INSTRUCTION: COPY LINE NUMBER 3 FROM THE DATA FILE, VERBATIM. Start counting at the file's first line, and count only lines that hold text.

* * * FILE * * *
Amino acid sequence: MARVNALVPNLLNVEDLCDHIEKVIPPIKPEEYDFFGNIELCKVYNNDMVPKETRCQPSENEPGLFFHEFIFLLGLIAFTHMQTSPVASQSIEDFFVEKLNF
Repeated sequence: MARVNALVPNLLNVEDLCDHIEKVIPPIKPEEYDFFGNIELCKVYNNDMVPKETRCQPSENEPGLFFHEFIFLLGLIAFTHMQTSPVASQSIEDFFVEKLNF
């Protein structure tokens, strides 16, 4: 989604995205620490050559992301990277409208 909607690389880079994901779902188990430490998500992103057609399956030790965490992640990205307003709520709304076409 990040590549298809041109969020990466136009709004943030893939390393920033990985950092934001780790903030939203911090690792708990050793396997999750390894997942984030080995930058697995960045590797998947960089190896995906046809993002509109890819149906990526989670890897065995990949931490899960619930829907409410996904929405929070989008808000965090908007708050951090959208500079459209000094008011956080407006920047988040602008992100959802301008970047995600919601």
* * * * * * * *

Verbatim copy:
């Protein structure tokens, strides 16, 4: 989604995205620490050559992301990277409208 909607690389880079994901779902188990430490998500992103057609399956030790965490992640990205307003709520709304076409 990040590549298809041109969020990466136009709004943030893939390393920033990985950092934001780790903030939203911090690792708990050793396997999750390894997942984030080995930058697995960045590797998947960089190896995906046809993002509109890819149906990526989670890897065995990949931490899960619930829907409410996904929405929070989008808000965090908007708050951090959208500079459209000094008011956080407006920047988040602008992100959802301008970047995600919601």